Reference is now made to FIGS. 16A and 16B which illustrate respective side and facing views of a system for reading and writing electrostatic images in accordance with a preferred embodiment of the present invention. The system comprises a dielectric substrate 180 which is displaced by rotating drums 181 and 182, and an EAPCS 184 associated with a plurality of parallel conductive strips 186 which function as a conductive backing for the portion of the dielectric substrate disposed intermediate EAPCS 184 and strips 186 at any given time.

Preferably the strips 186 have a slightly curved configuration as shown. Alternately, the strips may be of any suitable configuration.

A charge or voltage pattern present on dielectric substrate 180 may be read using the techniques described hereinabove, particularly those described in conjunction with FIGS. 14A and 14B, by read/write electronics 188 from that portion of the dielectric substrate that is disposed intermediate the strips 186 and the EAPCS 184.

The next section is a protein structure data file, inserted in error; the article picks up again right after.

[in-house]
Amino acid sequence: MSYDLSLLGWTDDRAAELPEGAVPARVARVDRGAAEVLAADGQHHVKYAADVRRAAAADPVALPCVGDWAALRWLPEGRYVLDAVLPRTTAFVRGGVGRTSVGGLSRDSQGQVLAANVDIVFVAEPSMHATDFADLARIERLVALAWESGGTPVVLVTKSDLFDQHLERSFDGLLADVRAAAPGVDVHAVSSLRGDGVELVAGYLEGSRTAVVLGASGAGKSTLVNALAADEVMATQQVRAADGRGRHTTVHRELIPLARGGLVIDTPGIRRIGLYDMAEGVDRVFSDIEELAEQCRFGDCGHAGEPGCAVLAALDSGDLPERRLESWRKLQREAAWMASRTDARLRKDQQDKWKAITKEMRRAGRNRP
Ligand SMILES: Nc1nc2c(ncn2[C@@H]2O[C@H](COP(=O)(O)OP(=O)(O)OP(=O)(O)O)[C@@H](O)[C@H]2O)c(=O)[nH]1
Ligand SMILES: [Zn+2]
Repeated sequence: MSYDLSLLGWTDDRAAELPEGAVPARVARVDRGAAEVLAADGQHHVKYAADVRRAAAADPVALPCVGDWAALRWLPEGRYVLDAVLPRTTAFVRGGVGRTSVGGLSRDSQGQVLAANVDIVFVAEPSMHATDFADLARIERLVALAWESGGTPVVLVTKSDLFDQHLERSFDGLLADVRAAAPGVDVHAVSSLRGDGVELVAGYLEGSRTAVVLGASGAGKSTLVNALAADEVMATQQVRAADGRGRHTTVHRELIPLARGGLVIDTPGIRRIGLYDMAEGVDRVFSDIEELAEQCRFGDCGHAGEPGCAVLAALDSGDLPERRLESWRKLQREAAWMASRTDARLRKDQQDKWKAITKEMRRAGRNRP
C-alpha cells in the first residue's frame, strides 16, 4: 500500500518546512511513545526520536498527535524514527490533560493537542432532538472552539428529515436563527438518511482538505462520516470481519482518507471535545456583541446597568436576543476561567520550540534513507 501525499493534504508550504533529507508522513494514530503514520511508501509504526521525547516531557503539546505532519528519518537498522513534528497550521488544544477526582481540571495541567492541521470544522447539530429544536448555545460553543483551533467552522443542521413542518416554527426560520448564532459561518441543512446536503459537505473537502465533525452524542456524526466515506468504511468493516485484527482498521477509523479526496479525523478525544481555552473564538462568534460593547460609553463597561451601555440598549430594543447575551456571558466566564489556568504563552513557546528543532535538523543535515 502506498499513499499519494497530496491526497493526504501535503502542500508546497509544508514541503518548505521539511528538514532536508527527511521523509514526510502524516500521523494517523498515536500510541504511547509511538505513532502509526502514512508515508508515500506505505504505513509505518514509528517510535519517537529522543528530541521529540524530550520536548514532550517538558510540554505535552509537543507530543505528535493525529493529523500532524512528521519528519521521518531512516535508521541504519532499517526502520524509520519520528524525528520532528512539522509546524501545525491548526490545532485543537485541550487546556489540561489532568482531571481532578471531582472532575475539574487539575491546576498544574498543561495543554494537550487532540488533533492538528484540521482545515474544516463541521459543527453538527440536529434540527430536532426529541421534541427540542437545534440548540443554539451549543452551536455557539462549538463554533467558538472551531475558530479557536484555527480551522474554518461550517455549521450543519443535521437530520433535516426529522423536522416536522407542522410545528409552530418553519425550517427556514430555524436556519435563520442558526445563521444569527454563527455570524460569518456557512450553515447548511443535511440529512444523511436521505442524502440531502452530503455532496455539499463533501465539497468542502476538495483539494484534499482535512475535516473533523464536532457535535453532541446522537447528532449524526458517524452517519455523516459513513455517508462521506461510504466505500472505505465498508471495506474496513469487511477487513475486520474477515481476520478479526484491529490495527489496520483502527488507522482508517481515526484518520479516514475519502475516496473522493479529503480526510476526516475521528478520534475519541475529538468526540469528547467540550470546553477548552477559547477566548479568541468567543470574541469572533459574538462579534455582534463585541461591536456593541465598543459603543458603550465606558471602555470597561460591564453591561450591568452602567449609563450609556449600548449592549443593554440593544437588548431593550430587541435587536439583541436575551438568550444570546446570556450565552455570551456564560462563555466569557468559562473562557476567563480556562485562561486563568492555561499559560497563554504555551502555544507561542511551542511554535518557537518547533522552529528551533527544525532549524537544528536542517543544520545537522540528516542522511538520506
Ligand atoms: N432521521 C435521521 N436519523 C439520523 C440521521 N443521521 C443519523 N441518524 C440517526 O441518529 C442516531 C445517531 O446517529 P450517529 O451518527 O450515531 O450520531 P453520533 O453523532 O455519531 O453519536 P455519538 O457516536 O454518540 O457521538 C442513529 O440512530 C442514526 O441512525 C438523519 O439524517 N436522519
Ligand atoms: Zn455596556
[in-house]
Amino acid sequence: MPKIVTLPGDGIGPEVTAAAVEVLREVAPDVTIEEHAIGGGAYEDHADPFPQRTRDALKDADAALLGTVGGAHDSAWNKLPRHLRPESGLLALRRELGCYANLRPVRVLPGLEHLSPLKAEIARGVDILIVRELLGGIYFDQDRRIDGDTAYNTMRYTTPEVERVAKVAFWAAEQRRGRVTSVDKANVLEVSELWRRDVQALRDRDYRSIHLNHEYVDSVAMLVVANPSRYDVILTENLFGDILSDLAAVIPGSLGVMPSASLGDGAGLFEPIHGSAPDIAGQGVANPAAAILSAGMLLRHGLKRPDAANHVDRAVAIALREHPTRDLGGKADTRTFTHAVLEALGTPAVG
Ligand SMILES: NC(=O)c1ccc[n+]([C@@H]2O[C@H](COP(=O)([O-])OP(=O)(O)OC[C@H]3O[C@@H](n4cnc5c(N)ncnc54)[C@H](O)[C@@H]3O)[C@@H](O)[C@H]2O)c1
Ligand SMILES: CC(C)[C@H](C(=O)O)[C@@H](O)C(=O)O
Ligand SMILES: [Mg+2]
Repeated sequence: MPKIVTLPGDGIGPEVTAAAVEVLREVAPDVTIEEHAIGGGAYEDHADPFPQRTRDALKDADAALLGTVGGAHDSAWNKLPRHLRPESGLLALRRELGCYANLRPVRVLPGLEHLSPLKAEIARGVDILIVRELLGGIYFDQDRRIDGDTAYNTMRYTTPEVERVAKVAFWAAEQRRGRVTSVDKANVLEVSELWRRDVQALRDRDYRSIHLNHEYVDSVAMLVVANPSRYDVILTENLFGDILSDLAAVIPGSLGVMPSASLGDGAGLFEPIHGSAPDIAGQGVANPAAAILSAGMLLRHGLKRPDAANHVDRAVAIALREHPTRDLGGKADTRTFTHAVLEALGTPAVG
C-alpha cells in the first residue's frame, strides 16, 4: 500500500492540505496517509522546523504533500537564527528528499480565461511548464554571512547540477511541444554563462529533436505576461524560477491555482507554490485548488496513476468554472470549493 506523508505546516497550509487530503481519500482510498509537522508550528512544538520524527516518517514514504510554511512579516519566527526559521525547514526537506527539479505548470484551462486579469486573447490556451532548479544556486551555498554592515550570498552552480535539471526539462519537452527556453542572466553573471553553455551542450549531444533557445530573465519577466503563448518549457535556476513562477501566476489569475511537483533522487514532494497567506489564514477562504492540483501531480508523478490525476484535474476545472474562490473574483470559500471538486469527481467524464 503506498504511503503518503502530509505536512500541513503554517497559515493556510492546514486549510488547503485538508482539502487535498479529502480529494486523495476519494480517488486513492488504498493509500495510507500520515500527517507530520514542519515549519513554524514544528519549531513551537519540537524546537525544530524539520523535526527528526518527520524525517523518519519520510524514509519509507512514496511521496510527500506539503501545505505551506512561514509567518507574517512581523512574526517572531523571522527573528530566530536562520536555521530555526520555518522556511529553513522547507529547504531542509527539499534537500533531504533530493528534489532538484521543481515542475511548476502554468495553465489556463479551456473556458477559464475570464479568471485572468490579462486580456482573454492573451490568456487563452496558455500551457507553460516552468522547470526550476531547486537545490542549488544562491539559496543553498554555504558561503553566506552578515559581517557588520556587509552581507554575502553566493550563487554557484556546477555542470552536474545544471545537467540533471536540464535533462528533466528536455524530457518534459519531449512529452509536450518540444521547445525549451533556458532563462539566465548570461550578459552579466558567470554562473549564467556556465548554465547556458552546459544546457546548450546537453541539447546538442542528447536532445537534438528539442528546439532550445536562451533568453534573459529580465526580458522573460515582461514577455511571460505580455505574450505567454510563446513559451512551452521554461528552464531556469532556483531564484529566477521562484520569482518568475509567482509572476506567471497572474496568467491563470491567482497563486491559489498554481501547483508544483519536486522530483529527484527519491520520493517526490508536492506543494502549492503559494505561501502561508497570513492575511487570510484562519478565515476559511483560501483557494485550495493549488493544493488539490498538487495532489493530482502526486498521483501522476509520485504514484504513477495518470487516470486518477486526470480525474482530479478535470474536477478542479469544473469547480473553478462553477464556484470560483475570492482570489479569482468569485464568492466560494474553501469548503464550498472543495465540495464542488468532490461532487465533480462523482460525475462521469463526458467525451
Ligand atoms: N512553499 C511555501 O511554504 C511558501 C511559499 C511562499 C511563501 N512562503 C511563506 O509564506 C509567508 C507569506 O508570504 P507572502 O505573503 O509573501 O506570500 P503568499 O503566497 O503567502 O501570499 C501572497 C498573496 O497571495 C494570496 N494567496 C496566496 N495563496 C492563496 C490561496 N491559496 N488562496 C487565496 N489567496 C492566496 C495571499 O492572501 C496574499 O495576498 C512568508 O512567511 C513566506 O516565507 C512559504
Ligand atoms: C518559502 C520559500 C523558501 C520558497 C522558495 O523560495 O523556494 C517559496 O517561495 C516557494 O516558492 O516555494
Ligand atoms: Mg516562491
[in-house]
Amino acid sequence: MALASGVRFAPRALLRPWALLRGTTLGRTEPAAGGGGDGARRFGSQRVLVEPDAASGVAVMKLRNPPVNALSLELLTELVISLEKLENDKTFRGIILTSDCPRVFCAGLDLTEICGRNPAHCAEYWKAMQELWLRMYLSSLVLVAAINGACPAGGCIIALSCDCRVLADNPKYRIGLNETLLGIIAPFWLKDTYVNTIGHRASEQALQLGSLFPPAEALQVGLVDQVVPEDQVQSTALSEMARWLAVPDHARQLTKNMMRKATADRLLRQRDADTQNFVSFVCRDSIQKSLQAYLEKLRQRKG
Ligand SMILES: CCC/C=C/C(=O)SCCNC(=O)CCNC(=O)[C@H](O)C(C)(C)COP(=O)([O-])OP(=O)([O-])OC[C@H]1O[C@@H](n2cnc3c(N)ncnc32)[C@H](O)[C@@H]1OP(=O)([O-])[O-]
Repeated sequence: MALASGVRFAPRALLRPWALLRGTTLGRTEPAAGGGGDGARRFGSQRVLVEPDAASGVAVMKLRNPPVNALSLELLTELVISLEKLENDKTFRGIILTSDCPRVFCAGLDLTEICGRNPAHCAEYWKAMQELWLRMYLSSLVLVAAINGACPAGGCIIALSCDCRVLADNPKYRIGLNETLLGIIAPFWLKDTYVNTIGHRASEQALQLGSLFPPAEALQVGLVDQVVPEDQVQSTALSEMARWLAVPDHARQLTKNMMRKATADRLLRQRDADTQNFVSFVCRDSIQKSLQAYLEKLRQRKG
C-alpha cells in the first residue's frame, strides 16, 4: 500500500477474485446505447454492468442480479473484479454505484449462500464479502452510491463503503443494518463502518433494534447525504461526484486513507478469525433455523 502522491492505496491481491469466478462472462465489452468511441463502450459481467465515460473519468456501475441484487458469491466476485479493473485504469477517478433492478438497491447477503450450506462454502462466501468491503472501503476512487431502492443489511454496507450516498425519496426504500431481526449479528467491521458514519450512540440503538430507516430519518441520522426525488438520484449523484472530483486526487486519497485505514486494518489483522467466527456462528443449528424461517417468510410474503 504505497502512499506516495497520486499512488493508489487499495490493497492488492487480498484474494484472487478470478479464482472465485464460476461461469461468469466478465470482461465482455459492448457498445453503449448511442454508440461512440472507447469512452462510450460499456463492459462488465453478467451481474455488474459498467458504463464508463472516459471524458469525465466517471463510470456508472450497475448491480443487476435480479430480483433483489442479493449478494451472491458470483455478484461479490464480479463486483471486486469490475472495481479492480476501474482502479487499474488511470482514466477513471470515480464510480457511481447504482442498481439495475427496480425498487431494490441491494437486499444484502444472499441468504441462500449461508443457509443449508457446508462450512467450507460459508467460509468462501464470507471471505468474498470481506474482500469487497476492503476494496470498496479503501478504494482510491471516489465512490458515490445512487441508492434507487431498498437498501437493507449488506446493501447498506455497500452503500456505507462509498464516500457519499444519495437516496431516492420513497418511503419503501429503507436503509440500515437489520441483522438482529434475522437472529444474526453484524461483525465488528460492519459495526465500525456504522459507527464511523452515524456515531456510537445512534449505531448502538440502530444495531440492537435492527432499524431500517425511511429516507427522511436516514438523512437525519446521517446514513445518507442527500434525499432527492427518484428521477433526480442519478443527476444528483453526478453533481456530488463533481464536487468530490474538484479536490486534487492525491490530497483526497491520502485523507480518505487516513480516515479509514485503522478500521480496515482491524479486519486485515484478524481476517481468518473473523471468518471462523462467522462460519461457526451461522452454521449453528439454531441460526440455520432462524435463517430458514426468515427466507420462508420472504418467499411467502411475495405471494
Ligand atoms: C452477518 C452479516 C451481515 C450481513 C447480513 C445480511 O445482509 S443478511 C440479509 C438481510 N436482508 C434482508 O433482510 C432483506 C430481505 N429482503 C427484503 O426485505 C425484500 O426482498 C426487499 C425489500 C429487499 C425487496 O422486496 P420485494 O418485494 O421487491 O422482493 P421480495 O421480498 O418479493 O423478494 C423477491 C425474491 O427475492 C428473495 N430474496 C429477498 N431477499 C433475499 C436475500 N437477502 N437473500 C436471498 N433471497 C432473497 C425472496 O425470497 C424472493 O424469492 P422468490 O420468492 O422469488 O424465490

A charge pattern may also be written onto the dielectric substrate 180 using the apparatus of FIGS. 16A and 16B in accordance with the techniques described hereinabove, particularly those described in conjunction with FIGS. 4A and 4B. According to a further embodiment of the present invention, the configuration of the read/write operations may be according to the apparatus of FIGS. 3 and 12.

Reference is now made to FIGS. 17, 18 and 19 which illustrate the operation and structure of a universal read/write system constructed and operative in accordance with a preferred embodiment of the present invention.